The opening night of The Plant at Ensemble Theatre started with a simple premise, three years on after the sudden death of a father. Sue (played by Sandy Gore) is the mother of three and widowed. With her children now all grown up, she tries to find out who she is without her husband and family.
The play takes you on a roller coaster ride of a family’s messy get-togethers and detachment from their depressed mother. They soon discover an unwelcomed houseguest at their old house. The audience is given differing perspectives from the four main characters in each scene. It was effective and essential in understanding the whole scene through each eye.
Erin, played by Helen Dalimore, is the eldest with a family of her own and is working hard to be a writer. Daniel, played by Garth Holcombe, is the son that never knew how to speak to his father. And Naomi, played by Briallen Clarke, is the youngest who gets stoned a lot. Michelle Lim Davidson as Clare was the funniest character that shocked us all. The appealing performances put together by the ensemble cast made it an enjoyable 90 minutes. It was addictive and fun.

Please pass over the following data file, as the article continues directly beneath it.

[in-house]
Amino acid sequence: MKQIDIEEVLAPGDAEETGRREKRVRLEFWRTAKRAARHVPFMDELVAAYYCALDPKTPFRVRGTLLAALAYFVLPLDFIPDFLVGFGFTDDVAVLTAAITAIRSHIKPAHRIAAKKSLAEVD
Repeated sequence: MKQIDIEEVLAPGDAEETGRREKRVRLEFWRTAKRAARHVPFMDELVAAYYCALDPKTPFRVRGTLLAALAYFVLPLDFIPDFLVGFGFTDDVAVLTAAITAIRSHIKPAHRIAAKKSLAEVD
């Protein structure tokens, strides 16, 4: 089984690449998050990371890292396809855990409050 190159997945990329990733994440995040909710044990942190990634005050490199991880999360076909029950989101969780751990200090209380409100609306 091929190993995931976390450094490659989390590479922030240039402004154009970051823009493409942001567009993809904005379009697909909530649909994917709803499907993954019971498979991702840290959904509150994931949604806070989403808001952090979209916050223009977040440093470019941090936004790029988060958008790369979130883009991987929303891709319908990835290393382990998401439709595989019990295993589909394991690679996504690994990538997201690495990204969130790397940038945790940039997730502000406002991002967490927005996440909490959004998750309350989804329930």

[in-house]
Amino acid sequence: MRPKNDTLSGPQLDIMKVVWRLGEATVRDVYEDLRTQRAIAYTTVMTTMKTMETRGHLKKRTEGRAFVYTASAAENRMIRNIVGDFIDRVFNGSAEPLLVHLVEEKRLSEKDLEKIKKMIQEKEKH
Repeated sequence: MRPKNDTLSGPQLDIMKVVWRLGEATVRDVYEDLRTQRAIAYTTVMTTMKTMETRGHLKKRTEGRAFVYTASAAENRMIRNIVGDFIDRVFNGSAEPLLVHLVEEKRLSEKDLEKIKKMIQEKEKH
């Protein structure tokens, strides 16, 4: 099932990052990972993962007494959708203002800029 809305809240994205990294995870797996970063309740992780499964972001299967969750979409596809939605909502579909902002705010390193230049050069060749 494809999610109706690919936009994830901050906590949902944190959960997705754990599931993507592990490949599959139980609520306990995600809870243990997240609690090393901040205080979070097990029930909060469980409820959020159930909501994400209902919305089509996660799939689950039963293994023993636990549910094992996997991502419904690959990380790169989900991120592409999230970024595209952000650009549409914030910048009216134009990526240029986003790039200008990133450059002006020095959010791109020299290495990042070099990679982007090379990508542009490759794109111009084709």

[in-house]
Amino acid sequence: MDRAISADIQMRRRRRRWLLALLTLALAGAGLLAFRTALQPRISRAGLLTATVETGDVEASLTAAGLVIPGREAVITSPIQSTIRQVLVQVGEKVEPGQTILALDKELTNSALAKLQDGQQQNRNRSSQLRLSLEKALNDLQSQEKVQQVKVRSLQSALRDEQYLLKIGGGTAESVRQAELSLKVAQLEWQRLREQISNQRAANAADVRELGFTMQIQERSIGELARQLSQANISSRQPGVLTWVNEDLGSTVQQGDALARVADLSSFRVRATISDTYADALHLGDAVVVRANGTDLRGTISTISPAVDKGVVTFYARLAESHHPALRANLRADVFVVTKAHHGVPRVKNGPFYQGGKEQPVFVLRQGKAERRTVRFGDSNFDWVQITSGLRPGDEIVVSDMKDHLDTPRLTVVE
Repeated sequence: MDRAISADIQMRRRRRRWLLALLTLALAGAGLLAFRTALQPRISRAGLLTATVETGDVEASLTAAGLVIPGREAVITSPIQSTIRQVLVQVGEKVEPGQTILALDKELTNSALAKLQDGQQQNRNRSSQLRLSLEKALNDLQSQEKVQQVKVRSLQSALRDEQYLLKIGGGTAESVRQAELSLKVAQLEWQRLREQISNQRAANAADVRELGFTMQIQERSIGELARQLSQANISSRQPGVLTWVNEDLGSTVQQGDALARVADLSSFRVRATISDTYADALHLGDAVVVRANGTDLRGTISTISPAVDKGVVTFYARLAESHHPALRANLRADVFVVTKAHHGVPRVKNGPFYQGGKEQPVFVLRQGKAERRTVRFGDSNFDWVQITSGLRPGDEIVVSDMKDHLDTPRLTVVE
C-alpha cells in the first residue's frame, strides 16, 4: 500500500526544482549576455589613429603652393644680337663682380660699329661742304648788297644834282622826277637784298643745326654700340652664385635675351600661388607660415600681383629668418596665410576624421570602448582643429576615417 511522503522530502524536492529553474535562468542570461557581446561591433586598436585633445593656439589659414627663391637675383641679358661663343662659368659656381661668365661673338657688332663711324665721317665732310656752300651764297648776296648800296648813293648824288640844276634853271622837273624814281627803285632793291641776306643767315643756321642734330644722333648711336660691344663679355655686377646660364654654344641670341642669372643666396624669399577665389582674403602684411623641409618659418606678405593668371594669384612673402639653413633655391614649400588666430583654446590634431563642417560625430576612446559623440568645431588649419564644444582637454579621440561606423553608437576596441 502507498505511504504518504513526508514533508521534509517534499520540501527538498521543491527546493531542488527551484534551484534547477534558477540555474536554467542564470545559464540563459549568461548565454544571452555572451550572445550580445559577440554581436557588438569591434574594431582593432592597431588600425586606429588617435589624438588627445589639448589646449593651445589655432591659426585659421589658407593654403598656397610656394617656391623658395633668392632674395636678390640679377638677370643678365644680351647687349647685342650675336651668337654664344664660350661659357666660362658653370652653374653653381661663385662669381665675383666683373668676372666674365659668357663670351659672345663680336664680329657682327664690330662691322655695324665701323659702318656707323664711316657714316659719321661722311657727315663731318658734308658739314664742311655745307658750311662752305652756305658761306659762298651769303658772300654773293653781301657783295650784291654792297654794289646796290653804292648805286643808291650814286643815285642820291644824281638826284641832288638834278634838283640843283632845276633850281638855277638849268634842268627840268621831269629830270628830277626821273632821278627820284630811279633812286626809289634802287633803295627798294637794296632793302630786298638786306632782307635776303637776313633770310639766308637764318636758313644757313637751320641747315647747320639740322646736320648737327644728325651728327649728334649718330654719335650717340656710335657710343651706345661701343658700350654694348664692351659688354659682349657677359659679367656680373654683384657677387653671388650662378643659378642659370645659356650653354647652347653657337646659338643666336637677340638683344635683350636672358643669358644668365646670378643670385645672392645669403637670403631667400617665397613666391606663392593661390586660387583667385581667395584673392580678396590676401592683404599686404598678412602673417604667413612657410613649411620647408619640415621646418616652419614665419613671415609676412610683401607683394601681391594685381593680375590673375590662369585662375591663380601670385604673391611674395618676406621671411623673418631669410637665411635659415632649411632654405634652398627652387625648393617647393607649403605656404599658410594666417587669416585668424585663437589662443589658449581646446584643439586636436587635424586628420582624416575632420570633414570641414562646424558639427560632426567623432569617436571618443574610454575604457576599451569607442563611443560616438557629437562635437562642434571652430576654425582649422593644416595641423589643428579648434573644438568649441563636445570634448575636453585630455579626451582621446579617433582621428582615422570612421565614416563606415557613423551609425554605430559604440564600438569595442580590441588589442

The theatre’s stage and performance setup is very simple but intimate. The sound and lighting are not too overwhelming, leaving you enticed and fixated on the characters and plot.
Containing themes of resentment, life after death and moving on leaves us with a harrowing feeling at the end. The play explores issues about family dysfunctionalities, which the characters exonerate through their varying ages.
A coming of age story that surpasses all generations, sit back and relax as the cast of ‘The Plant’ tell you a moving story that will make you want to call your family at the end.
Kevin Rodrigueza is a 21-year-old Sydney local who enjoys burgers, theatre and all things culture. Follow his adventures at @kevinr___.